Research over the past decade has confirmed that endangered Southern Resident killer whales are truly a West Coast species. They feed on salmon as far south as California. Now NOAA Fisheries is proposing to expand their critical habitat based on information about their coastal range and habitat use.
The proposal would extend critical habitat for the whales along a roughly 1,000-mile swath of West Coast waters between the depths of 6.1 meters (20 feet) and 200 meters (about 650 feet). It would stretch from Cape Flattery, Washington, south to Point Sur, California, just south of Santa Cruz and Monterey Bay. The additional area covers roughly 15,626 square miles, or more than 10 million acres.
NOAA Fisheries is seeking public comments on the proposal.
Research documenting the Southern Residents’ use of coastal waters included collection of prey and fecal samples. Genetic analysis of the samples showed that while frequenting the West Coast the whales prey on salmon from as far south as California’s Central Valley and as far north as the Taku River in Alaska.
“We now know more clearly that that the whales rely on a diversity of salmon stocks from different rivers up and down the West Coast,” said Lynne Barre, recovery coordinator for the Southern Resident killer whales in NOAA Fisheries’ West Coast Region. “The critical habitat proposal takes that all into account.”
Proposal Limited to Federal Agencies
The designation of critical habitat pertains to federal agencies, which must avoid damaging or destroying critical habitat. Activities that are not funded, authorized, or carried out by a federal agency remain unaffected.
Critical habitat recognizes areas with the physical and biological features essential to the conservation of listed species. In the case of Southern Resident killer whales, that includes:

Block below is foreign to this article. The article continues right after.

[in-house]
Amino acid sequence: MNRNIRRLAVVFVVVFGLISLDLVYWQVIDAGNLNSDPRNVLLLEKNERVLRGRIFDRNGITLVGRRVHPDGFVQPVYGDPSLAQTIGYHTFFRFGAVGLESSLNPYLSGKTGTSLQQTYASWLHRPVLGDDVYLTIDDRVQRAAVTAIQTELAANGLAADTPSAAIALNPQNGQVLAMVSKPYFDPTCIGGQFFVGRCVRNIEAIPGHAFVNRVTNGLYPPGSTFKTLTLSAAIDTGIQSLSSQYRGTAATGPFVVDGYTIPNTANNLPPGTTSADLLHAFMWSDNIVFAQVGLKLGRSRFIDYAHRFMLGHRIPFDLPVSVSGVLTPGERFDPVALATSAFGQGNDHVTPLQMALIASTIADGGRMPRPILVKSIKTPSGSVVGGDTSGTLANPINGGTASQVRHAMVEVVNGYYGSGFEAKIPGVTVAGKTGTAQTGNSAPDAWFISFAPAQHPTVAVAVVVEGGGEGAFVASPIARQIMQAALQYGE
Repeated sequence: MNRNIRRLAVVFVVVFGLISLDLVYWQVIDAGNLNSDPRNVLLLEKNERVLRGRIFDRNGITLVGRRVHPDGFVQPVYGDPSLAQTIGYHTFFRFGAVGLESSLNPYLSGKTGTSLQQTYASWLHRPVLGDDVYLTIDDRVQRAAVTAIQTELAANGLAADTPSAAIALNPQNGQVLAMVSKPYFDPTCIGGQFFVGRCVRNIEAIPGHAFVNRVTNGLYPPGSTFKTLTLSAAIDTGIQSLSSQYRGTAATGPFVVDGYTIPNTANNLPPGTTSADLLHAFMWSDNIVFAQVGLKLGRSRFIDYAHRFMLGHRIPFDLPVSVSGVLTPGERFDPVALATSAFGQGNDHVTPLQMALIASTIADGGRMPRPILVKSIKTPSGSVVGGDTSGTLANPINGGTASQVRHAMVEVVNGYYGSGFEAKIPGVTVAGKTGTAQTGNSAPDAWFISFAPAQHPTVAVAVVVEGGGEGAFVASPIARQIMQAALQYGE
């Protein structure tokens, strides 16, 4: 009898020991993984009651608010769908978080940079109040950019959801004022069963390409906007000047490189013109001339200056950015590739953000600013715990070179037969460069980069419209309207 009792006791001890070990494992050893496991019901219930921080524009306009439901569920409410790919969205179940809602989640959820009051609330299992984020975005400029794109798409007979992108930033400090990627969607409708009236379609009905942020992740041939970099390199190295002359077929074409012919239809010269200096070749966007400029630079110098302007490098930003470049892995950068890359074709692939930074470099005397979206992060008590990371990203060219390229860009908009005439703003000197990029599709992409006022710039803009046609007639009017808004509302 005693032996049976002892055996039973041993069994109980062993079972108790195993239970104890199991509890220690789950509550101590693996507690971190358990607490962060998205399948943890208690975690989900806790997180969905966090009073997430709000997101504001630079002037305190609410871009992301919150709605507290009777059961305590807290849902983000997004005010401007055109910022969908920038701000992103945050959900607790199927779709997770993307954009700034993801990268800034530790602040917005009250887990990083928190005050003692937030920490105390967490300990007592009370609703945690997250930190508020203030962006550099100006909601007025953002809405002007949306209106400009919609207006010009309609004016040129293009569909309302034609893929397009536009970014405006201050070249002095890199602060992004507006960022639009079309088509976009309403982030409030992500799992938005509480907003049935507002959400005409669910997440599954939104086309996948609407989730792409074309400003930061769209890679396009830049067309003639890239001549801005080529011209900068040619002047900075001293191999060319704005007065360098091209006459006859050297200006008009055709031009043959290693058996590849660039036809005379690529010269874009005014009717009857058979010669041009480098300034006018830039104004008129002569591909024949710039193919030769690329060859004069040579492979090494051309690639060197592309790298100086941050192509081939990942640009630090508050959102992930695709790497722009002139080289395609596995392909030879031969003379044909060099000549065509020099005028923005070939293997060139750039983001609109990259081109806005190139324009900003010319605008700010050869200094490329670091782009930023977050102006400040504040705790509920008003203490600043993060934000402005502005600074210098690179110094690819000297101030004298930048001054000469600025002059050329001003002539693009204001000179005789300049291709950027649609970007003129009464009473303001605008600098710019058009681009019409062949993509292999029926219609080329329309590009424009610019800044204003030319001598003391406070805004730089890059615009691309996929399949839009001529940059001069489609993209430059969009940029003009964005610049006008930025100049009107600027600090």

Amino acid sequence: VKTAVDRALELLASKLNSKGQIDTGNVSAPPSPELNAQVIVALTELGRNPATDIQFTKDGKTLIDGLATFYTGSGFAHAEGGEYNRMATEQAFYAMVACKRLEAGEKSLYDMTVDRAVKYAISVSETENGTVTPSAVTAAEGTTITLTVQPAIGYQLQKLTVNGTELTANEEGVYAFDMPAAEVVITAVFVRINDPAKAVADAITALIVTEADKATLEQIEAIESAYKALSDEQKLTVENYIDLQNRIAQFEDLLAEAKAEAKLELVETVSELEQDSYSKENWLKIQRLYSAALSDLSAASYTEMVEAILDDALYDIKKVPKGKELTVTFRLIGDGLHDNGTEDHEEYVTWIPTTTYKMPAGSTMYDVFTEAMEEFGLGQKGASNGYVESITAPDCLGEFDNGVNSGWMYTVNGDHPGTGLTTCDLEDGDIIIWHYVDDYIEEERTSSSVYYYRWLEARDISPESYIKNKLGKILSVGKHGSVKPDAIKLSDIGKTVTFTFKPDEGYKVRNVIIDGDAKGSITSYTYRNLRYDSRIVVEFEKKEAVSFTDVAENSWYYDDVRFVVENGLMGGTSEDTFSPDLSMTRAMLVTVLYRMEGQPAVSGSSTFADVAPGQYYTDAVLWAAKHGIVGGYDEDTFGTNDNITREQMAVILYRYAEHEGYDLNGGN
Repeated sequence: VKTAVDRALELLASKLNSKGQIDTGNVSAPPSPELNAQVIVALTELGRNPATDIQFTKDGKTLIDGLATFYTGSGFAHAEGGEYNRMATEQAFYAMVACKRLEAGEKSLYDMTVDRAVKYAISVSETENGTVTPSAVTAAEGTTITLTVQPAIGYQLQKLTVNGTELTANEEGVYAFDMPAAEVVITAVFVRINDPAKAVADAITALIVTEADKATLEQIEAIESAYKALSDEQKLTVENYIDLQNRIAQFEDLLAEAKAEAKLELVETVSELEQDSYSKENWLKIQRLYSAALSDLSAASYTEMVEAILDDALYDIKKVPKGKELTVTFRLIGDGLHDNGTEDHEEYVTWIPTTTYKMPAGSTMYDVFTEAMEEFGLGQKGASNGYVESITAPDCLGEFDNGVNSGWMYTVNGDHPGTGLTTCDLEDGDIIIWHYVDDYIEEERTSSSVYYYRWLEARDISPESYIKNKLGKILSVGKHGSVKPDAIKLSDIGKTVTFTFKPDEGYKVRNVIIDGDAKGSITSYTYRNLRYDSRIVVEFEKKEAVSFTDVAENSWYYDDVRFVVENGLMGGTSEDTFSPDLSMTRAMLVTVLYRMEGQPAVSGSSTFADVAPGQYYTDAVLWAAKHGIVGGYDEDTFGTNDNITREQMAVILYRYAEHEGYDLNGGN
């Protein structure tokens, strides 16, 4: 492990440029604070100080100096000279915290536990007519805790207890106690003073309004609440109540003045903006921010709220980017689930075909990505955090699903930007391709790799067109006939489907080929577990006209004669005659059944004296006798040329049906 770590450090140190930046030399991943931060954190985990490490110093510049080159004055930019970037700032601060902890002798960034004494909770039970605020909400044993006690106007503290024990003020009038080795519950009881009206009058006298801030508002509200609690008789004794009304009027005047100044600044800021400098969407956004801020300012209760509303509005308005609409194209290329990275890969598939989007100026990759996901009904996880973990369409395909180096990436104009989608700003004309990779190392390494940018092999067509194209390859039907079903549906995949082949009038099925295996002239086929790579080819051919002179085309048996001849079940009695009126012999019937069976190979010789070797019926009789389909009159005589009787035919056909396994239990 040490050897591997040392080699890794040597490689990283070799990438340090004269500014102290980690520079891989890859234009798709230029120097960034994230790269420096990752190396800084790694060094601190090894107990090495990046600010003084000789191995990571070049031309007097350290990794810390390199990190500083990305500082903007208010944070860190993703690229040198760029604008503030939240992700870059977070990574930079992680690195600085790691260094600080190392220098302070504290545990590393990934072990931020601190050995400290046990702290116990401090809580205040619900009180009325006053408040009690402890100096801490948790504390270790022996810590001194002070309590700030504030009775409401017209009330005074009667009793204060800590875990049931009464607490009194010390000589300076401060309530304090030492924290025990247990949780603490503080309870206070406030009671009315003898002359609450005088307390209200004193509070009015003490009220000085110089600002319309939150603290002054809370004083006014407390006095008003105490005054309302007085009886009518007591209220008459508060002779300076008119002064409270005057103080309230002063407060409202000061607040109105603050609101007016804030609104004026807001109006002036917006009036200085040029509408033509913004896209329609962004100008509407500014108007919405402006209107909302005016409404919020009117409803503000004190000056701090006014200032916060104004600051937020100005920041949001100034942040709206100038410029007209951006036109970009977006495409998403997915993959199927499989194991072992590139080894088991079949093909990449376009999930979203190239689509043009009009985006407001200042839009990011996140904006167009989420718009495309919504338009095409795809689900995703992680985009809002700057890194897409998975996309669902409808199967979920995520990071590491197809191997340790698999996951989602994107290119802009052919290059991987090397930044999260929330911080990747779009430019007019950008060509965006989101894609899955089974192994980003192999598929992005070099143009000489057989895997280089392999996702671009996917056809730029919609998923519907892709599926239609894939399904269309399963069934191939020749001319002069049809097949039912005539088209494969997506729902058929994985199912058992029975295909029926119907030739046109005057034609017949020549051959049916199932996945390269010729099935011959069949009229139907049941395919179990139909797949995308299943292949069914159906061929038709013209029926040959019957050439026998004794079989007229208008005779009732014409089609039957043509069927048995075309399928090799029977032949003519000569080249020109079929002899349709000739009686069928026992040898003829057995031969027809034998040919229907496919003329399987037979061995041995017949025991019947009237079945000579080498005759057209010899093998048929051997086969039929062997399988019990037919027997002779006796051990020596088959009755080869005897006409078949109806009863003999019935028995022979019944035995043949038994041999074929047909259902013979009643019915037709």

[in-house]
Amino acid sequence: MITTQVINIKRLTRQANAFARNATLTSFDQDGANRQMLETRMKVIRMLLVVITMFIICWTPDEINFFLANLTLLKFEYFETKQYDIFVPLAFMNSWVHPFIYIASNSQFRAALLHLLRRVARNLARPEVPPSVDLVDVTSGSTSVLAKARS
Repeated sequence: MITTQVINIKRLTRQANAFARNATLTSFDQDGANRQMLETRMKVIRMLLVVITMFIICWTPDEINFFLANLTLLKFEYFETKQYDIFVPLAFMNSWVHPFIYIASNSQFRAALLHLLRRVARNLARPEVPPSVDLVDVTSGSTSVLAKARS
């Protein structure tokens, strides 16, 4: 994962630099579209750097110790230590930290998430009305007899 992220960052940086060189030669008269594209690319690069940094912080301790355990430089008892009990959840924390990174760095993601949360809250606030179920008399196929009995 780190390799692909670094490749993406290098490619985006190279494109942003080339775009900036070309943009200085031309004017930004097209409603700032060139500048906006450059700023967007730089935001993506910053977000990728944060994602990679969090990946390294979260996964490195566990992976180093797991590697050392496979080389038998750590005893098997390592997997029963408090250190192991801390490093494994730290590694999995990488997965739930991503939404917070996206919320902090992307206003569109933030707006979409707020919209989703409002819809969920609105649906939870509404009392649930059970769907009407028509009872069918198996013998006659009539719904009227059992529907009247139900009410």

- Water quality that supports growth and development of the whales.
- Sufficient prey species to support growth, reproduction and development.
- Passage conditions that allow the whales to migrate, forage, and rest.
In 2006, NOAA Fisheries designated critical habitat for the killer whales in the inland waters of Puget Sound and the Salish Sea. This is where the whales typically spend much of the year. At the time there was not enough information to support extending the critical habitat to the outer coast.
Since then, satellite tracking, acoustic monitoring and sightings data have confirmed that two of the three Southern Resident pods regularly range south along the West Coast as far as the Central California Coast during winter. The third pod, J Pod, typically remains further north, either in inland waters or off the west side of Vancouver Island.
The critical habitat proposal includes six sections of coast, each with different habitat features. For instance, the availability of prey was the primary habitat feature along the Washington and northern Oregon coasts, the Northern California Coast, and the Monterey Bay area of California.
The proposal excludes the Navy’s Quinault Range Site off the coast of Washington and a 10-kilometer (6.2 mile) buffer around it. The impacts to national security outweigh the benefits of designating it as critical habitat.
New Details of Prey
Research supporting the critical habitat proposal includes new details of the Chinook salmon stocks and other species. Southern Residents prey on them during winter off the West Coast. Most of the Chinook the whales were documented eating came from the Columbia River Basin. This includes spring Chinook from the lower Columbia, fall salmon from the middle Columbia, and spring/summer Chinook from the upper Columbia.
The whales mainly preyed on Chinook salmon. They also consumed halibut, lingcod, steelhead, chum, skate and northern anchovy at times.
While traveling the outer coast, the whales spent time during every month of the year off the Washington Coast. They generally ranged between the Strait of Juan de Fuca and the mouth of the Columbia River given the seasonal abundance of salmon there. The whales also spend much of their time in late winter and early spring near the mouth of the Columbia River. This coincides with spring Chinook salmon returning to the Columbia and Snake rivers.